JOE BIDDLE: Final honor flight stirs memories, patriotism, appreciation
By Joe Biddle, Sports Columnist
Vincent Henry Wolters first wanted to go to the Atlantic side of the World War II Memorial in Washington, D.C.
After all, he was one of the American soldiers who helped his country defeat the Nazi war machine as Adolph Hitler’s Germany threatened to control Europe and ultimately the world.
Wolters was part of almost 100 WWII veterans who participated in the sixth and final Music City Honor Flight to our nation’s capital May 8.
It was a tiring day for those veterans, most of who are in their late 80s and 90s. Many were in wheelchairs. Vincent Wolters was able to walk all day on his own two legs, just as he did as the 3rd Infantry landed on Normandy Beach, as he did after fighting the German tanks at the Battle of the Bulge in the Ardennes Forest and across Europe.
His company wasn’t the first wave to hit the beach on D-day.
“I don’t think any of them lived,” Wolters said.
It wasn’t a piece of cake for the men with Wolters in the 358th Infantry. He showed me a copy of the Embarkation Personnel Roster after the blood had been shed, the bodies bagged up for burial and the wounded were in various stages of repairing multiple wounds that haunt them to this day.
There were almost six pages of names, each single-spaced with serial number, name and rank. After each name was WIA, KIA or a blank space. The vast majority of America’s Greatest Generation were either wounded in action or killed in action. Very few infantrymen had nothing by their names. Vincent Wolters was spared.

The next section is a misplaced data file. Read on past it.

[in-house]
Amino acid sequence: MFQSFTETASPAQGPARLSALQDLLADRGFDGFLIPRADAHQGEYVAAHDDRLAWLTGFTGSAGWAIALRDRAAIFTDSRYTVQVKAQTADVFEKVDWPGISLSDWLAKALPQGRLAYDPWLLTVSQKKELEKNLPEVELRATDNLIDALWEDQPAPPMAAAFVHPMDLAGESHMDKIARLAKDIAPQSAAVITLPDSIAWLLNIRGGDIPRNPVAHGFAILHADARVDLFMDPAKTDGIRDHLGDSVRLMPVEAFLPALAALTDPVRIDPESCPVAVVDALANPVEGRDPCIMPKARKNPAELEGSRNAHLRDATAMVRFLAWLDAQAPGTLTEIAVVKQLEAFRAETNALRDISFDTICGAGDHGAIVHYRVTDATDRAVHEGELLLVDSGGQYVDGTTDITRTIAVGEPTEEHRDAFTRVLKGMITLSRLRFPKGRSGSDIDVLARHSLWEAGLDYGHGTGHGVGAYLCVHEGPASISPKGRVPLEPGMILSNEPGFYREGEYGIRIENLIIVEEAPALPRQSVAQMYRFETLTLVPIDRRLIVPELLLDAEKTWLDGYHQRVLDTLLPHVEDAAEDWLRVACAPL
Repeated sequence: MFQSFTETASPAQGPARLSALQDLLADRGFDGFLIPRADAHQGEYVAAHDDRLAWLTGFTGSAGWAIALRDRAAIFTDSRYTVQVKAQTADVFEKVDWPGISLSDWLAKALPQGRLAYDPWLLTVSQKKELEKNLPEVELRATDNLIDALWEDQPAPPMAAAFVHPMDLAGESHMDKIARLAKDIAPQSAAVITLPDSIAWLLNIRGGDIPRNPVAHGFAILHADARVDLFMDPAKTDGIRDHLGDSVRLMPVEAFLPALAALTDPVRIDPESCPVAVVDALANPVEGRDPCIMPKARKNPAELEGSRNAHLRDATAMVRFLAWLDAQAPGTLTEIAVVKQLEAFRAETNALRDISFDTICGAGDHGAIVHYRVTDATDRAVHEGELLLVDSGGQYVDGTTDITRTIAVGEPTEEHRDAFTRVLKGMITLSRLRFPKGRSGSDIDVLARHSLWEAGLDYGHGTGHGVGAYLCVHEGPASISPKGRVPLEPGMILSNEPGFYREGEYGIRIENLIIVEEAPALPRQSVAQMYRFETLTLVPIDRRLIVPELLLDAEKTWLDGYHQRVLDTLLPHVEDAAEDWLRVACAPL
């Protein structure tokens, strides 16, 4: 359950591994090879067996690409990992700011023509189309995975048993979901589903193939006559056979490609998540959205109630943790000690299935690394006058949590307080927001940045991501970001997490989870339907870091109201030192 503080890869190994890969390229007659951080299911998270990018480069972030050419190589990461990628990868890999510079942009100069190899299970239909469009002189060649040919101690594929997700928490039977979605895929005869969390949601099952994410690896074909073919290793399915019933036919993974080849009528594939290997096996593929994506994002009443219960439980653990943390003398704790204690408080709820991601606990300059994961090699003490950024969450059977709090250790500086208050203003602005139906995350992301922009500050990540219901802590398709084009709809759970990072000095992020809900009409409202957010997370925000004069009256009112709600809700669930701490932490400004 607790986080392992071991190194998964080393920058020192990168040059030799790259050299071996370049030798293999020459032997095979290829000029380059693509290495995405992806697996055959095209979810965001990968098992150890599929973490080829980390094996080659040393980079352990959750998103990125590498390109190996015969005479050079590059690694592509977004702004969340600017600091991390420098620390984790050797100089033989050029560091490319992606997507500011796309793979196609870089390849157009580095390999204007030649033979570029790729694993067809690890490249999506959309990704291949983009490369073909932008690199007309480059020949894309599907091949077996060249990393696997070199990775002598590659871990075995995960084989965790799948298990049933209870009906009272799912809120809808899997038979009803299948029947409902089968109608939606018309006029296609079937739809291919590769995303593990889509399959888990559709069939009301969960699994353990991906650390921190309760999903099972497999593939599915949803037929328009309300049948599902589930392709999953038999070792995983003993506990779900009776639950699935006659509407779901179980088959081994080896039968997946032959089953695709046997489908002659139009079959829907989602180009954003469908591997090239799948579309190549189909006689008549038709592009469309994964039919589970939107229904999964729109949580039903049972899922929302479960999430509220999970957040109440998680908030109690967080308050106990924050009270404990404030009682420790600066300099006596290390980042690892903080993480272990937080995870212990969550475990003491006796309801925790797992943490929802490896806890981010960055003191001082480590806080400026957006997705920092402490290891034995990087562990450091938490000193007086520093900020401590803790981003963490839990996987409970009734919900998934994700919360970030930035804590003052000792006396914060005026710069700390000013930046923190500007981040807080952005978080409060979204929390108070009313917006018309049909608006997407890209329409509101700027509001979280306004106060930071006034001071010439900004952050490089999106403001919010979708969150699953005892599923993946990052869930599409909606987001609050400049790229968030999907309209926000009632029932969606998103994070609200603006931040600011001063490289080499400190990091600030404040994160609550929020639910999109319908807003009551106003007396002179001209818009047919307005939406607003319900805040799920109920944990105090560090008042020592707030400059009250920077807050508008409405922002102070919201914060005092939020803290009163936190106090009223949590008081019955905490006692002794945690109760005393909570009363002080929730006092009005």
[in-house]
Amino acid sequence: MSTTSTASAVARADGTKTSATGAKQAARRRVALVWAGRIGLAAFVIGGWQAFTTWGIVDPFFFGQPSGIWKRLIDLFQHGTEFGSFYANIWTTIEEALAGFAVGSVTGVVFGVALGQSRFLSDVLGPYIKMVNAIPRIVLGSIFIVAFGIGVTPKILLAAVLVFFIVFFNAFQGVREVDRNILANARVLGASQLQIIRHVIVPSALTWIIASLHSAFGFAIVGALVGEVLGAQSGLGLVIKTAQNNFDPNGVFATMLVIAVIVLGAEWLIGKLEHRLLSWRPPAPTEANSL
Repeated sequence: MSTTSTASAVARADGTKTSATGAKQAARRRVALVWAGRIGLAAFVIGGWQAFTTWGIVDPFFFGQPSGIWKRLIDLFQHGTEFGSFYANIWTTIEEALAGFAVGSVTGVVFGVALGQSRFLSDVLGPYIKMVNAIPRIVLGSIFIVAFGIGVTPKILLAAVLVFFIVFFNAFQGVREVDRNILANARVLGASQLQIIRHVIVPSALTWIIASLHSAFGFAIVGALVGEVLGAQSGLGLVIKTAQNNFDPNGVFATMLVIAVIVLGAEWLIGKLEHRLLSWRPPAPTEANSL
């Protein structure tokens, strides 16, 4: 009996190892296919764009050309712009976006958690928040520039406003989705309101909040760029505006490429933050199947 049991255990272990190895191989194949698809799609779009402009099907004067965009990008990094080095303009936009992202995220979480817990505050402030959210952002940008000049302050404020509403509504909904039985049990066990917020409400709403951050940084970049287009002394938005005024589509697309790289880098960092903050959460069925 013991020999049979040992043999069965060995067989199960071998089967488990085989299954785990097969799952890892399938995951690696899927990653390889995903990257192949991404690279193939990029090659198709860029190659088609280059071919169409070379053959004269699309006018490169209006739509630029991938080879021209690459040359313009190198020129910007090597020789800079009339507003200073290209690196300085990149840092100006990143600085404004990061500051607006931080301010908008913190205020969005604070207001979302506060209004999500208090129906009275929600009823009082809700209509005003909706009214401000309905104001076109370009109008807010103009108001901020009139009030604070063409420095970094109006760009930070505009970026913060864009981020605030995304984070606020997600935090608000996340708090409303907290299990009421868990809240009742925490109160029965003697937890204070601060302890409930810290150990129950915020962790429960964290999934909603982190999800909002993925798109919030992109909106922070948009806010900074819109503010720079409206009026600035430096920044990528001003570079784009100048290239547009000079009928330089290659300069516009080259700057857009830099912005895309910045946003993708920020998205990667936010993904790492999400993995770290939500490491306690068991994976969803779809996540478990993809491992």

Wolters had been drafted when he was 17 years old. He had six months left in high school. He wasn’t alone. There were approximately 20 neighborhood kids in Wolters’ hometown of Jersey City, New Jersey that also enlisted.
Only two of them survived. Though wounded several times, Corporal Vincent Wolters was one of them to return to the country they saved. He tried twice to join the Marines. He flunked the colorblind test.
“I couldn’t see a number on the paper. They wouldn’t let me in,” he said. He then tried the Navy. Same result. The Army finally took him.
On the flight to D.C., I asked Wolters how afraid he was going into Normandy.
A man of few words, he looked at me and said: “I was scared every day.”
Some of the WWII veterans are now stooped over, others are frail and fragile as they fight the physical challenges in the winter of their lives. One veteran died only a few days before we made our flight.
Wolters was like many of the veterans who quietly walked around the memorial. There were many scars left on those battlefields. All the marble and fountains in the world can never heal those wounds.
Wolters’ unit went into a German concentration camp, not one of the larger or more well known ones. But its impact on a teenager is still there today.
“It’s why I hated the Germans so much,” Wolters said. “It made you sick.”
There are 4,000 gold stars on the WWII Memorial’s Freedom Wall. They represent the more than 400,000 Americans who lost their lives.
Wolters is now living in Monterey with his wife, Joan. He wrote about his experience in a book, “My Badge of Honor: A History of Our Company in World War II.” That badge of honor was his Combat Infantry Badge.
The book is very frank and to the point. There was nothing glossed over. He told of the 13-day trip across the Atlantic Ocean on an English ship, the Duchess of Bedford. His battalion walked up the narrow gangplank and was led below deck to the ship’s cargo hold. There were no beds or bunks. There was one door and a hatch cover.